COLLEGE PARK — - Within minutes of announcing that she was bringing back football coach Ralph Friedgen for a 10th season at the University of Maryland, Debbie Yow's BlackBerry began to fill up with messages.
The first two, she said, were enough to take the pulse of a constituency that had become increasingly frustrated with Friedgen - as well as with Yow - toward the end of a disastrous 2009 season.
"The first e-mail said, 'This proves you're the best AD Maryland has ever had,' " Yow recalled of that early December day. "The second e-mail read, 'I will have you fired by 5 o'clock tomorrow afternoon and I'm going right to President Mote.' "
Whether Yow is the best athletic director in school history is difficult to judge, but she is likely not going anywhere, unless by her own choosing.
Maryland President C.D. "Dan" Mote Jr. said during an interview with The Sun that he would "gladly extend" Yow's contract if she asked. That deal, which pays her a base salary of $382,575 this year along with potential bonuses of up to $85,000, goes through 2013. Yow, who came to Maryland in 1994 from Saint Louis University in Missouri, will become the school's longest-tenured athletic director on Sept. 1.
Yow's position is "the most visible and public of all university administrators, maybe even more than the president," Mote said. "She's really done a remarkable job."
Having such public support from her boss is a testament to how Yow thrives in the high-pressure world of college athletics. As one of just three female athletic directors in a Bowl Championship Series conference, the 58-year-old Yow is the recipient of praise and a target of criticism among Maryland fans.
She expects her men's basketball and football teams to be among the top 25 programs. Yow retained Friedgen late last year but said he needs a winning record in 2010 to continue on a job that pays him $2 million annually. And the Terps men's basketball team - which is near the top of the Atlantic Coast Conference - is expected to make the NCAA tournament next month.
Often labeled a micro-manager who has had public spats with basketball coach Gary Williams, Yow does not apologize for her style.
No 'popularity contest'
"Being an athletic director in today's world is not a popularity contest," she wrote in an e-mail to The Sun the day before sitting down for an hour-long interview. "It is about graduating athletes, balancing budgets, following NCAA rules, meeting the federal law requirements of Title IX and fielding competitive teams."
She balanced the athletic department's budget after inheriting a deficit in the tens of millions. And she says she demands results from the school's 27 sports by expecting the best from her coaches. During her tenure, the Terrapins have won 15 NCAA-sanctioned national championships - seven in women's lacrosse, four in field hockey, two in men's soccer, and one each in men's and women's basketball.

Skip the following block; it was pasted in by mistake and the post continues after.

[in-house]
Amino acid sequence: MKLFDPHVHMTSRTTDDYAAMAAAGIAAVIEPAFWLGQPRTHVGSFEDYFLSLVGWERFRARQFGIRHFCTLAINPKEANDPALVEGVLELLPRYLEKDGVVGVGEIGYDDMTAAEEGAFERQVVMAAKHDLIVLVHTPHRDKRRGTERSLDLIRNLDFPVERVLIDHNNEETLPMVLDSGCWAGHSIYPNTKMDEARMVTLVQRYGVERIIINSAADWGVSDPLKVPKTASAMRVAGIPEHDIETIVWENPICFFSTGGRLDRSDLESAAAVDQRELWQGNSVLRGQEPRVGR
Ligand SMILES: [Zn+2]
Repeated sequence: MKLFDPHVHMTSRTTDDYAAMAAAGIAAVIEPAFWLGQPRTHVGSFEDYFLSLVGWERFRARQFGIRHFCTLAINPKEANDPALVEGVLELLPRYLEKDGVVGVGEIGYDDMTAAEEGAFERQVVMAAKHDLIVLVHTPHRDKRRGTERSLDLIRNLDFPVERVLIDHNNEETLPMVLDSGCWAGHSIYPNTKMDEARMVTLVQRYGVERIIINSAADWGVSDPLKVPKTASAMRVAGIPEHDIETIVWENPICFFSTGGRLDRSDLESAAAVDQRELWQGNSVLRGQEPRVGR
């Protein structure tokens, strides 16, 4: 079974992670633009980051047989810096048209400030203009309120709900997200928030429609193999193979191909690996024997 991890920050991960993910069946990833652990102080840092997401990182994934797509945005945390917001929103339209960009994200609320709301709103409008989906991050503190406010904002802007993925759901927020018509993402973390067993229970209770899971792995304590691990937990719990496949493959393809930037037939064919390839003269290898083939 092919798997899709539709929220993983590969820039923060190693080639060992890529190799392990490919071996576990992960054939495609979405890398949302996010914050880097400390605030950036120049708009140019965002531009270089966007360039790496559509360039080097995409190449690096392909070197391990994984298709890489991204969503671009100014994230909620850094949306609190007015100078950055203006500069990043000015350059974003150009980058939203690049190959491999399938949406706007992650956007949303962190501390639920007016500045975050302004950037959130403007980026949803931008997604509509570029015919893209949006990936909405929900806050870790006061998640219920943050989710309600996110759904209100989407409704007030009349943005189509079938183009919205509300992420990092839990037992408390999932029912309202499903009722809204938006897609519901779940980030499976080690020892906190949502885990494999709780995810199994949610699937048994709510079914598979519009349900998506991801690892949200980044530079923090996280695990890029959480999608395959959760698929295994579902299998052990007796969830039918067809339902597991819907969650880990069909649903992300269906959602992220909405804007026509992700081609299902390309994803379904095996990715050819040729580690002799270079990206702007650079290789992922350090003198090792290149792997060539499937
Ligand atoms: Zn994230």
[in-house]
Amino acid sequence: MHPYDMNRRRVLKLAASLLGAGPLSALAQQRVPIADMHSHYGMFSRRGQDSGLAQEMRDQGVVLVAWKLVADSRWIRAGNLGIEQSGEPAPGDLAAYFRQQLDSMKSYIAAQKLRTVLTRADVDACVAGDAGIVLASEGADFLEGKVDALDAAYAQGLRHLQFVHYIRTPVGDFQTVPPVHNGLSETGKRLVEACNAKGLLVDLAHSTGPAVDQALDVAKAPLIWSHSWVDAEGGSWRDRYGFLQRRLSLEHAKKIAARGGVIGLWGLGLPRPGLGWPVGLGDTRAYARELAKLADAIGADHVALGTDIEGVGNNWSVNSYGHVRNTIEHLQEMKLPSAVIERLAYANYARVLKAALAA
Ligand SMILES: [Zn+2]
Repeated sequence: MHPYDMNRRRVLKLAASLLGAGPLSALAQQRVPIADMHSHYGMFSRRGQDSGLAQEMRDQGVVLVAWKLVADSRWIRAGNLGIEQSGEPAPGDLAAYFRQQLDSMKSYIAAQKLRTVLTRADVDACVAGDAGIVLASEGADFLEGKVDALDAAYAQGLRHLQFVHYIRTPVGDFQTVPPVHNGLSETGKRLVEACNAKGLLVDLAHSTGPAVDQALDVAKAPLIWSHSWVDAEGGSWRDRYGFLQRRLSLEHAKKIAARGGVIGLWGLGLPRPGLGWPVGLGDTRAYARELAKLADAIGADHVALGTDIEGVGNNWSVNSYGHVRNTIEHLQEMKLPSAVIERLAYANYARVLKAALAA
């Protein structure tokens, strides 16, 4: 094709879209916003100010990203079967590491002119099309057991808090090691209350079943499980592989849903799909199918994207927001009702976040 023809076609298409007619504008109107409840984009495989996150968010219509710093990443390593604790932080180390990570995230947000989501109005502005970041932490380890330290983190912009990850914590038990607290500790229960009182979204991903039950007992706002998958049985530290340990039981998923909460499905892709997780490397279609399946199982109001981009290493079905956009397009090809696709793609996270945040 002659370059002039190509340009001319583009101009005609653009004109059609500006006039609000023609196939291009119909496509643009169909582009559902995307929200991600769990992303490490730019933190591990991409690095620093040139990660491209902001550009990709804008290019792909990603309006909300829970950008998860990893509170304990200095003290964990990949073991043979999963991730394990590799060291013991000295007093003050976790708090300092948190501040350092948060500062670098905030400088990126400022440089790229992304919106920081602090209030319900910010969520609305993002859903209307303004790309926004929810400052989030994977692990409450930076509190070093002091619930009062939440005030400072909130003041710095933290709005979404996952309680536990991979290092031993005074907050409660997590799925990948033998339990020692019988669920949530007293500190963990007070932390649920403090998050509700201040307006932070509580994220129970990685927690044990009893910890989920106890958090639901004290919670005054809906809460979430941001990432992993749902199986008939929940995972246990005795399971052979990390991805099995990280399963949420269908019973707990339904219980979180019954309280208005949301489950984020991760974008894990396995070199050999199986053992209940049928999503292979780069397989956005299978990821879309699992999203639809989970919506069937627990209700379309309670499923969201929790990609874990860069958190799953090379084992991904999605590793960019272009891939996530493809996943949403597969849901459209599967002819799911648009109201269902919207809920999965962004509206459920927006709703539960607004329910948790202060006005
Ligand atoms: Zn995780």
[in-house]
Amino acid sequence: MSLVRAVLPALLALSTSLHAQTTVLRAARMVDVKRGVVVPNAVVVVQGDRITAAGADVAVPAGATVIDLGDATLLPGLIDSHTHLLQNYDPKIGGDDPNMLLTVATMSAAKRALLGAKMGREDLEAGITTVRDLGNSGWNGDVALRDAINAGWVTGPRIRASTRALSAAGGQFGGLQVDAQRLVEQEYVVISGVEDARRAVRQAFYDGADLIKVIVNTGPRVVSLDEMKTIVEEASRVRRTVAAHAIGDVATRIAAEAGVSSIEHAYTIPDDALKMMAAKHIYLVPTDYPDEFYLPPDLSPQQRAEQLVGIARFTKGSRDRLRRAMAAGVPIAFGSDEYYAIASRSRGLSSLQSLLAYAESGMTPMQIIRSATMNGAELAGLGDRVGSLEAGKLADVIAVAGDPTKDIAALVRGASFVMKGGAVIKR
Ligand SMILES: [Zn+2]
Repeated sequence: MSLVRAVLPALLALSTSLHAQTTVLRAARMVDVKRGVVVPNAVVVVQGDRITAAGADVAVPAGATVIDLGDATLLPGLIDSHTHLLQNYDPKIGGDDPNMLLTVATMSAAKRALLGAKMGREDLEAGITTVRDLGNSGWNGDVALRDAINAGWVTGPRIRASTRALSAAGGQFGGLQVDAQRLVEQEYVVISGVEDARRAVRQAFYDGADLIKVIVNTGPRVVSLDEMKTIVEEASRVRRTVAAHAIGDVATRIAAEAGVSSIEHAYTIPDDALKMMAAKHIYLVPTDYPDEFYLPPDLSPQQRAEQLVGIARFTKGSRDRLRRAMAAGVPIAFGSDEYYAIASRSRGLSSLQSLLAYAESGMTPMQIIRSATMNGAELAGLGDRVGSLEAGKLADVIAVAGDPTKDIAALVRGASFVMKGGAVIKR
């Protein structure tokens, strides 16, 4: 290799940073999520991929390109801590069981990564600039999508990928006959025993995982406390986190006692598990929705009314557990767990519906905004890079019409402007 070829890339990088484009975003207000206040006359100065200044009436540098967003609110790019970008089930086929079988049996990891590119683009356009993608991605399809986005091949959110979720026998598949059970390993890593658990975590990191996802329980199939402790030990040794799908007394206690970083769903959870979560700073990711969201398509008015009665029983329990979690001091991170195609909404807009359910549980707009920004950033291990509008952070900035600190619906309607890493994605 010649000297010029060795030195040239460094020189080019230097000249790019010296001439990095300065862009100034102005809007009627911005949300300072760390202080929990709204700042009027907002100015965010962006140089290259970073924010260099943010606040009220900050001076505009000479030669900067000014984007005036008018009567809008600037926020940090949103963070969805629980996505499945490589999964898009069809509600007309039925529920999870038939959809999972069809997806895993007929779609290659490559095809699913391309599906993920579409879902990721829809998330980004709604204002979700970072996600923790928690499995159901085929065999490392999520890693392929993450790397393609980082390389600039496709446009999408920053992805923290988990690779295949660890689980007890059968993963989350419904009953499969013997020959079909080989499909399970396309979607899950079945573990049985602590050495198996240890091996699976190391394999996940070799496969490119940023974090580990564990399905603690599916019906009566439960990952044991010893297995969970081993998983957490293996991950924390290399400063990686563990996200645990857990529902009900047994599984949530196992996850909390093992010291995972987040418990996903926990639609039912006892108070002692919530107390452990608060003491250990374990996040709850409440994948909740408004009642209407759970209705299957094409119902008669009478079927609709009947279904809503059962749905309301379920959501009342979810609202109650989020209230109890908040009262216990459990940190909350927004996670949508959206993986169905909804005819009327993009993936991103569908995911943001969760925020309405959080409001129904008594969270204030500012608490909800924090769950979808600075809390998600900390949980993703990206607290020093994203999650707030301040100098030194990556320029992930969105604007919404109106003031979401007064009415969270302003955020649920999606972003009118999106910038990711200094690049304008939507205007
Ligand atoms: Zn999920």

But her well-publicized verbal jousts with Williams were a troubling signal to some fans as well as the university's president. While Mote acknowledges that Williams and Yow "don't get along" personally, he says he spoke to both of them about maintaining a mutual respect professionally and being less public about their relationship.
For her part, Yow says she always has supported Williams and the basketball program. Williams declined to comment.
With the visibility of representing Maryland comes scrutiny, and Yow understands how she has turned into as much a lightning rod as Friedgen was last fall or Williams was before the basketball team made the NCAA tournament last season.
"The longer a nonproductive coaching situation continues, the greater and the more likely the focus shifts from the coach to the AD," she said, sitting in her Comcast Center office one afternoon last month.
Yow believes that the most vicious attacks directed at Friedgen, Williams and herself come mostly from what she calls "the fringe," in the form of anonymous Internet posts.
Sometimes, the sniping has come from within the walls of Comcast Center, and before that at Cole Field House, where Yow quickly gained a reputation as a hard-charging and book-balancing administrator whose department at one point had a higher turnover than the rest of the ACC schools combined.
Yow doesn't dismiss the micro-manager label completely.
"I think it's fair to say that I live by the principle that if things are going well in an area, it's likely that area gets a lot greater degree of flexibility. Why not?" she said. "When things are going poorly, am I going to take a much closer look at the situation and try to determine what's going wrong? Absolutely. I think that's my job."
Yow, who calls the athletic director's position a "24/7" job, has been known to whisper messages regarding the next day's schedule on a staffer's office or cell phone in the middle of the night, and deluge some of her coaches with e-mails about their team's most recent performance.